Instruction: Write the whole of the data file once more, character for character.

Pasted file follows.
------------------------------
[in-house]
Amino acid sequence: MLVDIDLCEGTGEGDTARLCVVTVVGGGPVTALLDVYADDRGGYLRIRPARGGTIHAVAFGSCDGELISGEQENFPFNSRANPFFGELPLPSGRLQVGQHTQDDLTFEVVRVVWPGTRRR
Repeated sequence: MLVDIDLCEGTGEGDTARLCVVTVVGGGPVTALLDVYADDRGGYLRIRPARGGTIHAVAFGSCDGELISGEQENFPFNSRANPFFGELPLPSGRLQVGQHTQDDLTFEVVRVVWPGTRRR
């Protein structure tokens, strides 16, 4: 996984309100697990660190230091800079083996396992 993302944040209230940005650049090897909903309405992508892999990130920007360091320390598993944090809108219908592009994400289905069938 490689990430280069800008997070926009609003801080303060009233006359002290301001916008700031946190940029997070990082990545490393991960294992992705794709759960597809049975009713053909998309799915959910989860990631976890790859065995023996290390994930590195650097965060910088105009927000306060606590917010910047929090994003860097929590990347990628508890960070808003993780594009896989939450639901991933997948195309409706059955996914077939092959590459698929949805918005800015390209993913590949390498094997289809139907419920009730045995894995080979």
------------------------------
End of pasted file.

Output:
[in-house]
Amino acid sequence: MLVDIDLCEGTGEGDTARLCVVTVVGGGPVTALLDVYADDRGGYLRIRPARGGTIHAVAFGSCDGELISGEQENFPFNSRANPFFGELPLPSGRLQVGQHTQDDLTFEVVRVVWPGTRRR
Repeated sequence: MLVDIDLCEGTGEGDTARLCVVTVVGGGPVTALLDVYADDRGGYLRIRPARGGTIHAVAFGSCDGELISGEQENFPFNSRANPFFGELPLPSGRLQVGQHTQDDLTFEVVRVVWPGTRRR
């Protein structure tokens, strides 16, 4: 996984309100697990660190230091800079083996396992 993302944040209230940005650049090897909903309405992508892999990130920007360091320390598993944090809108219908592009994400289905069938 490689990430280069800008997070926009609003801080303060009233006359002290301001916008700031946190940029997070990082990545490393991960294992992705794709759960597809049975009713053909998309799915959910989860990631976890790859065995023996290390994930590195650097965060910088105009927000306060606590917010910047929090994003860097929590990347990628508890960070808003993780594009896989939450639901991933997948195309409706059955996914077939092959590459698929949805918005800015390209993913590949390498094997289809139907419920009730045995894995080979």